Biography

Joan Benoit Samuelson’s name is synonymous with women’s running. She began running track in high school in the town of Cape Elizabeth, Maine. Samuelson continued on to Bowdoin College, where her career soared. She received All-American honors in cross-country and track, and won the Boston Marathon in 1979, setting an American and course record, all before she graduated. Samuelson won the Boston Marathon again in 1983, this time breaking the world record. One year later, at the age of 27, she won the gold medal in the first women’s marathon at the Los Angeles Olympics. In 1985, Samuelson won the Chicago Marathon with an American record time of 2:21:21.

Currently, she is a consultant to Nike, Inc. and a clinician, conducting numerous running, health, and fitness clinics throughout the United States and the world. Samuelson is also an experienced motivational speaker, giving regular addresses to corporations, civic groups, schools, and athletes. She has authored two books, her autobiography Running Tide (Knopf, 1987), and Joan Samuelson’s Running for Women (Rodale Press, 1995).

In  1998 Samuelson founded the TD Bank 10K as a way to give back to the sport which has given her so much.  The race motto started as “Shine the Light on Kids,” and benefits a different children’s charity each year.  More than a decade later the race annually attracts over 6,000 runners, including some of the world’s most elite as well as first time competitors.  Over 10,000 spectators attend  every year making it one of hottest summer tickets in New England.

In April of 2008, Samuelson participated in the Olympic Marathon Trials in Boston and met her goal of running a sub 2:50 at age 50!  In 2009 she ran in the 40th NYC Marathon which coincided with the 25th anniversary of her Olympic win, where she ran another sub 2:50.  She set the goal as a way to support her belief in life-long fitness.  Later that same year, Joanie was inducted into the Olympic Hall of Fame.  Joan Benoit Samuelson (or ”Joanie” as she’s known to many)  is married with two children, Abby and Anders. She is a devoted wife and mother who has always been able to maintain her commitment to the sport.

The Early Years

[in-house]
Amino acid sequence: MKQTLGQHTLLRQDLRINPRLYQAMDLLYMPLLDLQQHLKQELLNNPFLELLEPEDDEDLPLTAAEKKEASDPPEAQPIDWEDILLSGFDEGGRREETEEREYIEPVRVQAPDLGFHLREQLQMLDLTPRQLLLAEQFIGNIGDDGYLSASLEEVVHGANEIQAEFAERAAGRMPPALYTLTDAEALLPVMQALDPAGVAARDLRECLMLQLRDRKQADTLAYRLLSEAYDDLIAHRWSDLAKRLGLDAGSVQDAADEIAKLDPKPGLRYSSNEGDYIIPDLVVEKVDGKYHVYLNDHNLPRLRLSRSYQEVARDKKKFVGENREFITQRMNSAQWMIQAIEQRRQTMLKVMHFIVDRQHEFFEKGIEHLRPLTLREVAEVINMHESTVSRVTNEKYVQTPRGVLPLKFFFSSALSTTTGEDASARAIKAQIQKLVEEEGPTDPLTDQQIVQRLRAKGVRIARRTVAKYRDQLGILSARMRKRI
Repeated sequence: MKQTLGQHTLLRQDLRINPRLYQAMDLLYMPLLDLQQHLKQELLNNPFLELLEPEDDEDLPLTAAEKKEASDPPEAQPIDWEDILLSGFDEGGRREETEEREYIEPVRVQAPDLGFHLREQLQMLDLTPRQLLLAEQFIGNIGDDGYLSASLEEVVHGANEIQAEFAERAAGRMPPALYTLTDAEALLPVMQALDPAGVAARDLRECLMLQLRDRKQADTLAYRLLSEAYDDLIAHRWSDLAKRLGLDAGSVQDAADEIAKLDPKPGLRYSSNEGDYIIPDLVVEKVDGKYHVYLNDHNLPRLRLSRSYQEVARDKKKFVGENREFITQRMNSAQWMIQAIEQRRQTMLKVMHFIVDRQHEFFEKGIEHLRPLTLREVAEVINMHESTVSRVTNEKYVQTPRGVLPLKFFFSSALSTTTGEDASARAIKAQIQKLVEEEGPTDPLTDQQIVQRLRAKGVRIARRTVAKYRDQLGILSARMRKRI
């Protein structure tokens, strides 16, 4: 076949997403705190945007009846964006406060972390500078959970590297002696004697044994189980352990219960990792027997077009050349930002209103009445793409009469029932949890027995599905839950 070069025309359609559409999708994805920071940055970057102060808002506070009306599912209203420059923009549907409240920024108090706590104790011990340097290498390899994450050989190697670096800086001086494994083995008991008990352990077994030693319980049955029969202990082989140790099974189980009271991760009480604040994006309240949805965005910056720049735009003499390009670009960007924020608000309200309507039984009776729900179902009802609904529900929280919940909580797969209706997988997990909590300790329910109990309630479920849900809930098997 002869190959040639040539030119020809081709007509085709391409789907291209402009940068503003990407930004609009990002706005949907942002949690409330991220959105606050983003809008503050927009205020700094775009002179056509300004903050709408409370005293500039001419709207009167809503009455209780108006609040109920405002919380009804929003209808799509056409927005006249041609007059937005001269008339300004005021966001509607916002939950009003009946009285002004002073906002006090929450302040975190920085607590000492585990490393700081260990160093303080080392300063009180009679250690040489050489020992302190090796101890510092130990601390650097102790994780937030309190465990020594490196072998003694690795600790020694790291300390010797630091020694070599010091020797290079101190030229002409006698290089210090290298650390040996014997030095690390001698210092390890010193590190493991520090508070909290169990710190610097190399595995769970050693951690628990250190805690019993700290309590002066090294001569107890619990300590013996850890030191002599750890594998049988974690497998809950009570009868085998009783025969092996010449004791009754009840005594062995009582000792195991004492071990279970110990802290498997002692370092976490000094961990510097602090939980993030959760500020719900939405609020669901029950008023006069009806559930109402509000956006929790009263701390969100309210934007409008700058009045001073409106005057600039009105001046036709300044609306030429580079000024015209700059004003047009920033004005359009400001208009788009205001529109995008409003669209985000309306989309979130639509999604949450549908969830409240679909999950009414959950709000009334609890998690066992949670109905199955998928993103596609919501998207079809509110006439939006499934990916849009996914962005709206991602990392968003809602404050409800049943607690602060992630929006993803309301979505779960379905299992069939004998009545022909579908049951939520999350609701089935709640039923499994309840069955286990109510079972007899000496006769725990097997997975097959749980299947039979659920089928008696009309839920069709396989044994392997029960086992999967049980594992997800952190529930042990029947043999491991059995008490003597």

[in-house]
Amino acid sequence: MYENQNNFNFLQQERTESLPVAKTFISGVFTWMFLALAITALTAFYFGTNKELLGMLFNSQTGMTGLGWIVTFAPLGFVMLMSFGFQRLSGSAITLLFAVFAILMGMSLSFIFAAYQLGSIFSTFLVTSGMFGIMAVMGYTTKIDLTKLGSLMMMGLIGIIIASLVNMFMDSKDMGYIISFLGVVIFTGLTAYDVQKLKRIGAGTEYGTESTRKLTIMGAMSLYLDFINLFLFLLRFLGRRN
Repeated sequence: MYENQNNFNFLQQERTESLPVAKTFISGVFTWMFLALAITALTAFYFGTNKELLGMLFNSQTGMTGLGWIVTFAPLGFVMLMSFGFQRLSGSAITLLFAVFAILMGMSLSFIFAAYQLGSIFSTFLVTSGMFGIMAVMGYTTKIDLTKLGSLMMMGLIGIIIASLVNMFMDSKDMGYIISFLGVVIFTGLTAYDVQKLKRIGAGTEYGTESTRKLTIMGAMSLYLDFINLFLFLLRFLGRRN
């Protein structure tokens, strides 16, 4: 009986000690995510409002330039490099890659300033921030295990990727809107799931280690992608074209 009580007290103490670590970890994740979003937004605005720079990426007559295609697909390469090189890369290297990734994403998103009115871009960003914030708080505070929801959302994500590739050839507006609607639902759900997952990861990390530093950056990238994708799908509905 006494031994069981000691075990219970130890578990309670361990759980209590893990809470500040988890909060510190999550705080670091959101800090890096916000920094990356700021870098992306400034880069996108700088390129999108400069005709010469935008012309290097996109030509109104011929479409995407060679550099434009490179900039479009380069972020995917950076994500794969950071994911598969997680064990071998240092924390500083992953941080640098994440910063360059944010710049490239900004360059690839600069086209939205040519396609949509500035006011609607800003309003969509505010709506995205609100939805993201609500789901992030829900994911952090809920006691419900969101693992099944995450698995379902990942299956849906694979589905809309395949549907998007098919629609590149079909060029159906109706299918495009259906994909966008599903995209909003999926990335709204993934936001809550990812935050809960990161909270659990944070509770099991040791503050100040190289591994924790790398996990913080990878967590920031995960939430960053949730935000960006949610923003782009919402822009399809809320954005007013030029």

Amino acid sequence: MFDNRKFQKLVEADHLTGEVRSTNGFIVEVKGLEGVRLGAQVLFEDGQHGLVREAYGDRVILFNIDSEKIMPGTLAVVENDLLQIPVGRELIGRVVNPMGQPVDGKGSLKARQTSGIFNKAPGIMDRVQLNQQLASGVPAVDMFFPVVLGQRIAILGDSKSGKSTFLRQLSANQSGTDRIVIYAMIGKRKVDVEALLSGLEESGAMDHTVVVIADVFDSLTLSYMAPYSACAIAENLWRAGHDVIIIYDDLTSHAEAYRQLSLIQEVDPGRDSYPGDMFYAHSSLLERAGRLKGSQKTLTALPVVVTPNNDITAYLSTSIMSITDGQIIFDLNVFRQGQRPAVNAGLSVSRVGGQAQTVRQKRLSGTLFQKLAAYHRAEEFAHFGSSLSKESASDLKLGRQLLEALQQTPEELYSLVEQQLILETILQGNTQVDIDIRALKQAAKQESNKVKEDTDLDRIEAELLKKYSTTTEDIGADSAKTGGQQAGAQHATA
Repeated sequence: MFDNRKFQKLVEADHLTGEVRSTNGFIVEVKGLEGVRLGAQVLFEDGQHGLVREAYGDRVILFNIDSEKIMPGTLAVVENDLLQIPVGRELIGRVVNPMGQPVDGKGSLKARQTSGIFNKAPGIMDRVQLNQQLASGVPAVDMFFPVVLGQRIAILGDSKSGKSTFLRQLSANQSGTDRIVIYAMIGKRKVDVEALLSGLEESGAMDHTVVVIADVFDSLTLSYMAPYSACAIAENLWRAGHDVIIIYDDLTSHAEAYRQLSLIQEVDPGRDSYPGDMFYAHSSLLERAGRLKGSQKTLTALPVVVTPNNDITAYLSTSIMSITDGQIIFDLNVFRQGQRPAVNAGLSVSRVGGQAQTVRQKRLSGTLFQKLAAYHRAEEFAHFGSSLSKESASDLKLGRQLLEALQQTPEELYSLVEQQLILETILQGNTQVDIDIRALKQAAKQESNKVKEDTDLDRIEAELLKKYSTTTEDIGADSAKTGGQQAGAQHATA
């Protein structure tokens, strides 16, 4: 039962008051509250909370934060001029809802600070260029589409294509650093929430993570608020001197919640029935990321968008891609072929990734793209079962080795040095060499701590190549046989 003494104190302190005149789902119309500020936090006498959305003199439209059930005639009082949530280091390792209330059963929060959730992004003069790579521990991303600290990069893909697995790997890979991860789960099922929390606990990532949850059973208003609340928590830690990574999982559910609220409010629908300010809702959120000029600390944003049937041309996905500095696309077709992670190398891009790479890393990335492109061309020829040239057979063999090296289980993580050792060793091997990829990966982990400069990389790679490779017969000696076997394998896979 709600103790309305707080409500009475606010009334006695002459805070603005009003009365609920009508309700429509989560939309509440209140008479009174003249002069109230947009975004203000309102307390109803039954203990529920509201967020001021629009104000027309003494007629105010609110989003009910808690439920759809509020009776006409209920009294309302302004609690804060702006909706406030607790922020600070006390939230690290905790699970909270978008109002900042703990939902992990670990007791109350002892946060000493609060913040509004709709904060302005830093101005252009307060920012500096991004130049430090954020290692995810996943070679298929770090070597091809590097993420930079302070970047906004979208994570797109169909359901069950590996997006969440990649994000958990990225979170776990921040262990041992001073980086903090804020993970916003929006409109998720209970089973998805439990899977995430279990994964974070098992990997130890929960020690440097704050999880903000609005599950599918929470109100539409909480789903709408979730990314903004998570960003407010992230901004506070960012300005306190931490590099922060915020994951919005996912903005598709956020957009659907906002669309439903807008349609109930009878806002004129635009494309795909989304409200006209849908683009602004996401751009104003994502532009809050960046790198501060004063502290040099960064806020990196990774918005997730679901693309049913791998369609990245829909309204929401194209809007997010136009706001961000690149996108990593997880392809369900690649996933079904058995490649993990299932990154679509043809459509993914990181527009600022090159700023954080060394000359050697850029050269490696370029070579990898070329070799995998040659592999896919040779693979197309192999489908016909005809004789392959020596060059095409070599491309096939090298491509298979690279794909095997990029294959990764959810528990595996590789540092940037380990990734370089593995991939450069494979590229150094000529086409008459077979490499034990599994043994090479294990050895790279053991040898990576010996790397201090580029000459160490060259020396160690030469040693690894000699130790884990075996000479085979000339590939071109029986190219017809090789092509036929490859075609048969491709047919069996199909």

After breaking a leg skiing as a teenager, Benoit began running to get back into shape and discovered that she liked it. While a senior at Bowdoin College in Maine, she entered the 1979 Boston Marathon as a virtual unknown and set an American women’s record of 2:35:15. Benoit underwent surgery on both Achilles tendons in 1981 but returned to top form in 1983, when she again won the Boston Marathon, setting a world record of 2:22:43. She also set American records that year in the 10-kilometer, half-marathon, 10-mile and 25-kilometer runs. Grete Waitz of Norway, who had won all seven marathons she’d entered and had beaten Benoit in 10 of 11 races, was favored to win the gold medal in the first Olympic women’s marathon in 1984. However, Benoit took the lead just 3 miles into the race and never gave it up. She led Waitz by nearly a minute at the 15-kilometer mark and by nearly two minutes at the 25-kilometer mark. She recalled, “As I neared the stadium, I heard the unexpected crowd rise to its feet, cheering the approaching runners. I told myself, ‘Just focus on trying to stay upright and keep one foot in front of the other.” While in the tunnel, she vowed to give back to a sport and a state that had given her so much before running into the light of the L.A. Coliseum and the electrifying welcome of the many thousands that were there to greet the inaugural winner of the Women’s Olympic Marathon. Benoit won the Jesse Ownens Award that same year and went on to win the Sullivan Award as the outstanding U. S. amateur athlete of 1985, when she set an American record of 2:21:21 in the Chicago Marathon. She also won major 12-kilometer and 7-mile races that year.